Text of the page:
Non-reciprocal lasing in topological cavities of arbitrary geometries
A laser source includes a topological cavity for nonreciprocal lasing, a magnetic material and an optical waveguide. The magnetic material is arranged to interact with the topological cavity. The optical waveguide is arranged to receive light extracted from the topological cavity upon breaking of time-reversal symmetry in the topological cavity.
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In 1929, soon after the advent of quantum mechanics, Bloch, following Hill, Floquet, and Lyapunov, established the theory of the electronic band structure of solids (electrons are fermions), resulting in the classification of materials as either electrical conductors or insulators. Several decades afterwards, it was understood that the well-known band structure of fermionic systems actually obeys a more sophisticated classification beyond the Landau spontaneous symmetry breaking theory. Fermionic materials known as topological insulators were then discovered. These materials are insulators in their bulk but conductors at their interfaces.
In 2008, Raghu and Haldane demonstrated that topological classifications can surprisingly be extended to bosonic systems, namely photonic crystals which also possess a band structure obeying Bloch's theorem. Intriguing experimental demonstration of robust electromagnetic transport in microwaves immediately followed and topological order has since been shown to be ubiquitous in many areas of wave physics including microwaves, acoustics, excitonics, and plasmonics. However, experimental demonstrations in systems with broken time-reversal symmetry, have until now been limited to the passive topological transport of electromagnetic waves at low frequencies.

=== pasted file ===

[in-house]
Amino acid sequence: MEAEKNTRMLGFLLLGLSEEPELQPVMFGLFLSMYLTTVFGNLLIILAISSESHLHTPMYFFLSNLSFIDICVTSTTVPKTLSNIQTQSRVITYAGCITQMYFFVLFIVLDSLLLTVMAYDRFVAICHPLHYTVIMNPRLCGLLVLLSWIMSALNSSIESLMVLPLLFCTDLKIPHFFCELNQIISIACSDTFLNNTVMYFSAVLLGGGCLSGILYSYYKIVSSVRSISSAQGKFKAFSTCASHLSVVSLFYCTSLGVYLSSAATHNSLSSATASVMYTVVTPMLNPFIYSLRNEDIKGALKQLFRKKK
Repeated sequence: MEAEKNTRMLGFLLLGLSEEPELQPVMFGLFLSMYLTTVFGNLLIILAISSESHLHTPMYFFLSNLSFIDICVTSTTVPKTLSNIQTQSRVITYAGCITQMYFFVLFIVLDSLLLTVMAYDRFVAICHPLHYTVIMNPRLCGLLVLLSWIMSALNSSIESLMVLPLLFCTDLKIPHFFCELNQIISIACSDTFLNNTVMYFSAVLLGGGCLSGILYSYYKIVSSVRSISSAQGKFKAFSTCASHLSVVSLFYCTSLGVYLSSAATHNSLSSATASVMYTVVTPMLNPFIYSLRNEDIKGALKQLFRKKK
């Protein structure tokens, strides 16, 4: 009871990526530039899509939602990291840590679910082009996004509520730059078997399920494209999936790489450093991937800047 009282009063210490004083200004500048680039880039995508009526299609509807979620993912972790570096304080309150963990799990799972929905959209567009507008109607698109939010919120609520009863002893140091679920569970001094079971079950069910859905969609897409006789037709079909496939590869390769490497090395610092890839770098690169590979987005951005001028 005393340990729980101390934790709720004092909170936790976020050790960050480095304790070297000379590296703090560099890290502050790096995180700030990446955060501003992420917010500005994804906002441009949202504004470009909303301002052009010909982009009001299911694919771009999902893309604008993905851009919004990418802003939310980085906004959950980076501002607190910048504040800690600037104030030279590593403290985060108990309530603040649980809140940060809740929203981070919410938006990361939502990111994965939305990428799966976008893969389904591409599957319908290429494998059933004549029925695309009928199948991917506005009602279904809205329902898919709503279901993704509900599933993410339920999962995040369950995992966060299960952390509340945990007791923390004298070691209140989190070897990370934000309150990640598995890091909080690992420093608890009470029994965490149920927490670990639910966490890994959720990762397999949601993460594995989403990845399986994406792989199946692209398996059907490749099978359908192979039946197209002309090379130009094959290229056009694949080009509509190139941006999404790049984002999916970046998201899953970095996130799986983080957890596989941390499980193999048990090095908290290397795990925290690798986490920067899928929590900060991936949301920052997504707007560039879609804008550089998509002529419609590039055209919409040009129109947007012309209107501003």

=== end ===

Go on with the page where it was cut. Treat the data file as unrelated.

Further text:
Proposals to increase the operating frequency from microwaves to terahertz all the way to the optical regime have been put forward for various devices with and without time-reversal symmetry breaking. Topological lasing has been proposed in two dimensions using arrays of ring resonators with no time-reversal symmetry breaking, and in one-dimensional lattice of polariton micropillars that implements an orbital version of the Su-Schrieer-Heeger Hamiltonian. However, these systems cannot implement cavities of arbitrary shapes due to their preserved time-reversal symmetry. An elusive, but fundamental, implication of topology is the existence of a new class of geometry-independent photonic components. For example, the possibility to construct geometry-independent cavities opens a new paradigm in cavity quantum electro dynamics and photonic integration, as, it enables denser packing of components and sources of arbitrary form-factors. This prospect will alleviate the, otherwise stringent, constraints to use preset cavities that leave much chip space unused. Topology also naturally addresses the pressing need for non-reciprocal components that protect sources against back scattering.SUMMARY